I recently finished my third course at OSU, Computer Architecture and Assembly Language (CS 271).

If you’re wondering what assembly language is, I’ll say more on that later, but essentially it’s about as low-level as you can reasonably get with programming—one step up from writing machine language. It’s not terribly practical for the vast majority of software developers today, but writing assembly teaches you a lot about how computers work.

Course structure

The course covered assembly programming for the Microsoft Macro Assembler (MASM) and some theoretical concepts. The programming techniques and MASM features that we used included:

  • Data representation
  • Conditions & control structures
  • Repetition structures
  • Procedures
  • Passing parameters on the system stack
  • Arrays
  • Converting strings to integers and vice versa
  • Macros

While concepts that we were tested on, but didn’t write programs with included:

  • Binary arithmetic and converting between binary, decimal, and hexadecimal
  • Byte ordering
  • Floating-point representation & operations
  • Hamming codes
  • Multi-dimensional arrays
  • Recursion
  • Digital logic circuits
  • Parallelism

There were six programming assignments total, with one due every two weeks.

Every week, there was some assigned reading, about an hour’s worth of video lectures, and a “summary exercise”—basically an open book quiz, except you would get a 6-hour window to finish it when you definitely didn’t need 6 hours.

Every two weeks there would also be a “quiz”—also open-book, but with a much shorter time frame.

There were two proctored exams, a midterm and a final. Like the summary exercises and quizzes, the exams were a mix of multiple choice and free-answer sections, including a lot of code tracing. Also, each exam had a section where you had to write actual code (without the benefit of being able to run and test it 😭).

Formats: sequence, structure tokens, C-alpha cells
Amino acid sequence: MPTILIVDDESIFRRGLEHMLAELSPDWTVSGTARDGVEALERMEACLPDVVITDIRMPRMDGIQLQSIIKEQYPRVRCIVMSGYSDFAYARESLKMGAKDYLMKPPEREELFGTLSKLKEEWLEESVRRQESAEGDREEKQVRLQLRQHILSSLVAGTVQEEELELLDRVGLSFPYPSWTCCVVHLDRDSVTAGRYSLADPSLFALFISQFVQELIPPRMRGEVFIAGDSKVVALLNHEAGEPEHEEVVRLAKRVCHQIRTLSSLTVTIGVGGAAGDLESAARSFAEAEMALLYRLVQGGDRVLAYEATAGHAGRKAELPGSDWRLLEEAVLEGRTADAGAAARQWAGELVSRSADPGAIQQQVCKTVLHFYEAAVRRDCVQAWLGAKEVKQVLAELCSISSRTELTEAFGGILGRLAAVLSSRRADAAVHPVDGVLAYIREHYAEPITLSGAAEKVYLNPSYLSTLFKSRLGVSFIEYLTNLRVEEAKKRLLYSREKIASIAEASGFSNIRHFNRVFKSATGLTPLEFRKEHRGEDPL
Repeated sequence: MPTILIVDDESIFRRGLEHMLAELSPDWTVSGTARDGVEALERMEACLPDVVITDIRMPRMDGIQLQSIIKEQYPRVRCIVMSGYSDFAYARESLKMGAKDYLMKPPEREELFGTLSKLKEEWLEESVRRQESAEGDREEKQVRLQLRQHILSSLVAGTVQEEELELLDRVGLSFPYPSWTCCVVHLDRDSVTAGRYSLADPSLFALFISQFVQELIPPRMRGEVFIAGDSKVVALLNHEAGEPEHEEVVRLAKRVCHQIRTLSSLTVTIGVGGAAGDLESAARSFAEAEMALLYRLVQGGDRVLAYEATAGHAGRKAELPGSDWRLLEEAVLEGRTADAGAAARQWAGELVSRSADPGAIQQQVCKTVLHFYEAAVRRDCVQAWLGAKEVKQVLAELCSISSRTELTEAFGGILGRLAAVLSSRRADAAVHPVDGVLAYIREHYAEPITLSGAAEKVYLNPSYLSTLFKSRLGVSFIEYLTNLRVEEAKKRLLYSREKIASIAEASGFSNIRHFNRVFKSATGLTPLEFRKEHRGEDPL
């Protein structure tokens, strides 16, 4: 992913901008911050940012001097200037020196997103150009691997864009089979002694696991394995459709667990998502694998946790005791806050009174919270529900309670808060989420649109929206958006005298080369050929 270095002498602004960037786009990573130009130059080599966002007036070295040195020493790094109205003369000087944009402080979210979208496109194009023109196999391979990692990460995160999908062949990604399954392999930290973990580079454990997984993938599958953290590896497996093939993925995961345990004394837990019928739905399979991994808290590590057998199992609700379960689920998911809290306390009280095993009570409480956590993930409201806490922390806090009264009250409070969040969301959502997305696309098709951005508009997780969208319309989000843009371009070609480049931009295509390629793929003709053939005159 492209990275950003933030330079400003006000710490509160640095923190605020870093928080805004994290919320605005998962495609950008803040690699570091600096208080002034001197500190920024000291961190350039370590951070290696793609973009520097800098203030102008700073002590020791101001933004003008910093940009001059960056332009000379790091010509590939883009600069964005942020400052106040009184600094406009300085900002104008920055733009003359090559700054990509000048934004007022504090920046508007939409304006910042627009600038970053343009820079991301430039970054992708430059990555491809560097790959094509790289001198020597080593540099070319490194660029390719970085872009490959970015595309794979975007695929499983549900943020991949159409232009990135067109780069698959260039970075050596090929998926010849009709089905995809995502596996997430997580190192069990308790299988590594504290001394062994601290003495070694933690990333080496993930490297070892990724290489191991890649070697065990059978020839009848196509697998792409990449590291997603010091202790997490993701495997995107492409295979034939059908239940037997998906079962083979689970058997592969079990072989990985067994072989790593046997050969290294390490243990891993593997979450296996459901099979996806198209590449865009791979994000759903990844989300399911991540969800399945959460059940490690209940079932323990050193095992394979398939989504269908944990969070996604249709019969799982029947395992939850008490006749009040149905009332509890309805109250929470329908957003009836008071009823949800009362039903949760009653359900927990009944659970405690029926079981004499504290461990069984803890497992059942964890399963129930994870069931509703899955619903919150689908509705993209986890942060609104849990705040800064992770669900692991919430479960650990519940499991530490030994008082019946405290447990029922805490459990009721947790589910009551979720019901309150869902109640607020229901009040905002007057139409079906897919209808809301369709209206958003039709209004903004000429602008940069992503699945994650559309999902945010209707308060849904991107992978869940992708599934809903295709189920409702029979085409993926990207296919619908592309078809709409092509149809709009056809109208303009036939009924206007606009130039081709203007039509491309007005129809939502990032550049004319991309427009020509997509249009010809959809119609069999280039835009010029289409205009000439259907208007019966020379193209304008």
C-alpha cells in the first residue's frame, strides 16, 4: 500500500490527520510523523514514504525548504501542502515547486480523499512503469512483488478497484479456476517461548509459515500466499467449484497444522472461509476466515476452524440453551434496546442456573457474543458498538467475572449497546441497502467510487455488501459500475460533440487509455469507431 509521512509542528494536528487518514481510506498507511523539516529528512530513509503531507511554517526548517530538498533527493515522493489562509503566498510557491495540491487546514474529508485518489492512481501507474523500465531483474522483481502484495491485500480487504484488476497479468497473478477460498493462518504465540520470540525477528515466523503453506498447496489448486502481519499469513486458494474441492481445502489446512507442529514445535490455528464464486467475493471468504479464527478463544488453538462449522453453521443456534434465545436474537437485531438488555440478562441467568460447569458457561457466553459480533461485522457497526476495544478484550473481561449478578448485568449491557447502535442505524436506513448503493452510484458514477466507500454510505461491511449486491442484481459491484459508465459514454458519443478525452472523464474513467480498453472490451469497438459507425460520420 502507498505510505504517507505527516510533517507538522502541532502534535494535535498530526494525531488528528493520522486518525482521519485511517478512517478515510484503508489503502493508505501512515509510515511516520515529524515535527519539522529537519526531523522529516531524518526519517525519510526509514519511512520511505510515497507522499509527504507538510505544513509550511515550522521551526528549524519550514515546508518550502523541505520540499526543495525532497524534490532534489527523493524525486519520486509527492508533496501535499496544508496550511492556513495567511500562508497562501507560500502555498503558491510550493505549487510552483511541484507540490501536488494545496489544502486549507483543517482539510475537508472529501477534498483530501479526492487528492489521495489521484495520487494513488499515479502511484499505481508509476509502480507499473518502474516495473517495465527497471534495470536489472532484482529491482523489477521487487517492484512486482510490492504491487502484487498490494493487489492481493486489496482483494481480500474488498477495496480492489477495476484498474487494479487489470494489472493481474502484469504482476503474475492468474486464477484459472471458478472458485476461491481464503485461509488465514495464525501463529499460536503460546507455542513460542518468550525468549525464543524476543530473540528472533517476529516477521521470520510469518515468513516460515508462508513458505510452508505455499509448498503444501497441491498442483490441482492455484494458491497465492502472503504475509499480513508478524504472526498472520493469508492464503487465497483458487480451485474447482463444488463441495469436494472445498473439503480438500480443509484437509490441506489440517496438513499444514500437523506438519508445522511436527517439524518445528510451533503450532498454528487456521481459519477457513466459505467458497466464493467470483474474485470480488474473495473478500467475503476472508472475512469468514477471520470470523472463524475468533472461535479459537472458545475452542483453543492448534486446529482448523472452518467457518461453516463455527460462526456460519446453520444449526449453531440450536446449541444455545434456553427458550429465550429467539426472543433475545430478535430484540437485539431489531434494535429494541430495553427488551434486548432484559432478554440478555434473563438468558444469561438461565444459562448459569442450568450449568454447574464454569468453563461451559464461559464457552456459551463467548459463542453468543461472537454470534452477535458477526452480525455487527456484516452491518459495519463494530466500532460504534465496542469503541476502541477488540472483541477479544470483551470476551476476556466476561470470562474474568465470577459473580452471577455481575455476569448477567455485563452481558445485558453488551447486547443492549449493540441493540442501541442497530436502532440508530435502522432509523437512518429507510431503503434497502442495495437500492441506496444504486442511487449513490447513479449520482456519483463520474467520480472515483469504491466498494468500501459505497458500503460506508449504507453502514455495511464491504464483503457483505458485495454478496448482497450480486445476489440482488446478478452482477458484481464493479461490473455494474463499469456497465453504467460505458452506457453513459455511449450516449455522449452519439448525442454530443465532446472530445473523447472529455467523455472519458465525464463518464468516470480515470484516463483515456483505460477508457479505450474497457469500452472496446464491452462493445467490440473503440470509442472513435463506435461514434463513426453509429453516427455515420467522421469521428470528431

What I liked

The requirements are very clear. A detailed rubric is provided for each of the programming assignments before it is due, so it’s easy to predict exactly how many points you’ll earn. The exams are similar: the questions are not easy, but all the topics are covered in the lectures and the questions are similar to the ones on the practice exams. The grading is very fair.

Also, I think the breadth and depth of the topics covered is just about perfect. Most OSU post-baccalaureate graduates are going to end up working as software engineers, and very, very few of us will need to write assembly, so we don’t need too much depth, but the degree is called “Computer Science”, not “Software Engineering”, so we do need to know a bit about low-level fundamentals.

What could have been better

For one, the textbook and lectures are very dry. I would like to see OSU redo the lectures to make them more engaging.

Also, I think the programming assignments could be better scaffolded. There was a major ramp-up in complexity from Program 4 to Program 5, due to a lot of new topics being introduced at once, and it doesn’t have to be that way. Instead of 6 relatively large programming assignments due every two weeks, I’d rather see 10-12 smaller assignments due every week, so that fewer new topics can be introduced at once.

Finally, there was one part of the syllabus that really bugged me:

The class grade is divided such that you can be either a really good programmer or a really good test taker and do okay in the class. If you are a really good with the programming, but do poorly on tests, you can still succeed in the class. If you are great with tests, but crummy at coding, again, you can succeed in the class. If you are good at both, you’ll excel.

First of all, this doesn’t make a lot of sense because both of the exams require you to write actual code, and it’s worth a significant number of points.

But more importantly, I really hate to see a course in a program designed to train future software engineers—especially one that’s usually taken pretty early in the program—adopt what is essentially a fixed mindset toward coding abilities. They should not be saying “If you’re crummy at coding, that’s OK.” They should be saying, “If you’re not great at coding, we will help you get better.”

My experience